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The Great Reset of the American Church

Stephen Nichols’ Jesus Made in America embraces push to marginalize Christian political power.

Change is in the air. More specifically, Revolution is in the air. Every institution of American society is sprinting leftward at a breakneck speed. The Church is not immune to this trend. In fact, there are many Evangelical Elites working to remake the church into a politically effete institution—something acceptable to the Secular Elite. It will be done by a dialectical fusion or syncretism that renders the clear teachings of Scripture into something novel, something entirely different.

Interestingly, the model for destroying Evangelical political efficacy can be found in the pages of a 2008 book titled Jesus Made in America by Stephen Nichols. A close reading of Chapter 8, Jesus on the Right Wing: Christ and Politics in America spells out just how Evangelical Elites will neutralize the clear teachings of Scripture. Jesus will be transformed or syncretized into something non-threatening to progressive politics.

Nichols fills Chapter 8 with concepts that are now buzzwords among Evangelical Elites—“holistic politics” being one example. It is the precursor form of what has become among Evangelicals a demand that pro-life (anti-abortion) be combined with care after-birth. This is a holistic pro-life ethic. This is code for neutering effective Christian witness against abortion by loading the pro-life position with womb-to-the-tomb social programs. (See Russell Moore for an illustration of how this expanded definition of pro-life spreads.)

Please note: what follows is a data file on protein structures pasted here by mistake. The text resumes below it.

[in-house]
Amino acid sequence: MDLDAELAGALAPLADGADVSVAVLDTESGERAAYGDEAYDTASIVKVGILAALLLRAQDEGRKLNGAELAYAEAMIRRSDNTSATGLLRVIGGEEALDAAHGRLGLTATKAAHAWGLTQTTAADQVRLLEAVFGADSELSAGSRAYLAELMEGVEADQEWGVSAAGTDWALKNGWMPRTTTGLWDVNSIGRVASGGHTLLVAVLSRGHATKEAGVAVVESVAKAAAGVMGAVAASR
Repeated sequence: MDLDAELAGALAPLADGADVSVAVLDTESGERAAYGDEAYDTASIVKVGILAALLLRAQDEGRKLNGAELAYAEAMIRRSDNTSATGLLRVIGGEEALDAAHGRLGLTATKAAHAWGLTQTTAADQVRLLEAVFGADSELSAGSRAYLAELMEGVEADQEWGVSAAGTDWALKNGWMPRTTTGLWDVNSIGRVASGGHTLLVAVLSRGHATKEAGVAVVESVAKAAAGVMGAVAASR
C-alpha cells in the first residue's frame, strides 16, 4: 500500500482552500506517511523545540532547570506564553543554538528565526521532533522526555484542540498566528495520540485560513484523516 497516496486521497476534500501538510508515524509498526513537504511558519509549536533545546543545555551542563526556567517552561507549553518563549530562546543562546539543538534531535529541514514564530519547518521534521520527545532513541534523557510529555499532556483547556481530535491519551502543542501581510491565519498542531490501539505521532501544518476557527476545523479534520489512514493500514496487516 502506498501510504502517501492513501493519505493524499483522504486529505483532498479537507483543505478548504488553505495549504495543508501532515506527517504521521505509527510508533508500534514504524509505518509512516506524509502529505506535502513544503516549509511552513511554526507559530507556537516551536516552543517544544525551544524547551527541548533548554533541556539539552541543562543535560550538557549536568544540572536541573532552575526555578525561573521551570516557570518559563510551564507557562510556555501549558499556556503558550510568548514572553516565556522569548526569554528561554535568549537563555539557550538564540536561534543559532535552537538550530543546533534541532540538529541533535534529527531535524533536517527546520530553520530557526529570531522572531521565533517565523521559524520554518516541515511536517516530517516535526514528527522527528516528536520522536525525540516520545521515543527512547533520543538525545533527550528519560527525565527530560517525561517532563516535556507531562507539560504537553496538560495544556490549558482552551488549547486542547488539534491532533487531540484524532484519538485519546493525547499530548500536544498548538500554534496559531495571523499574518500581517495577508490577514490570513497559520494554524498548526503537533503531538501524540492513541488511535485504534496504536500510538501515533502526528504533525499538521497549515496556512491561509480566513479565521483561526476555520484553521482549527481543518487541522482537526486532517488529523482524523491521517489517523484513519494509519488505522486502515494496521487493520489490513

This chapter of Nichols’ book places Jesus on the political spectrum somewhere between the contemporary American political parties. In Nichols’ view, Jesus and Christianity represent a fusion of the best parts of the right and left.

Jesus is sort of to the right on moral issues like abortion, sexuality, etc. and Jesus is sort of to the Left on poverty issues.

However, what justifies Nichols’ implicit assumption that Leftist-progressive-liberal political programs are better for the poor?

Jesus & Right vs. Left Economics

As Nichols repeatedly says in Chapter 8 of Jesus Made in America, the Right is dedicated to the “free market” (and he uses this with an implicit tut-tut.) One example of this is how Nichols describes James Dobson, the founder of Focus on the Family.

Dobson has situated himself as a Republican publican Party…while stressing family values, appears to some to be too closely connected to fiscal conservatism,” Nichols writes.

This is then contrasted with the economic beliefs of Leftist Christians like Jim Wallis, the notorious leader of Sojourners. Nichols recounts how Wallis is alarmed by the conservative, free market economic beliefs of modern American Evangelicals. In contrast, Leftists care for the poor.

This is the typical Leftist Evangelical trope: Jesus cares about the poor and those rich, mean Republicans only care about tax cuts. Thus, you cannot be a Christian and a Republican. This is the unmistakable point of the chapter.

It is hogwash. The data is clear: conservative economics is the friend of the poor and the rich. The free market is the best way to help people out of poverty. With the expansion of economic liberty following the end of World War II and the Cold War, more people were lifted out of poverty than ever. As Mises writes, The Data is Clear: Free Markets Reduce Poverty.

However, Nichols stresses the new Social Justice term of equity. “Thinking of our political engagement from a platform of common morality stresses justice and fairness, which went by the term equity in the history of political philosophy,” Nichols writes.

While technically true, the term today has nothing to do with justice or fairness. It is all about forcing equal outcomes and penalizing success. (You have probably heard it in relation to economic equity and health equity in the last few years. Equity is not equality.)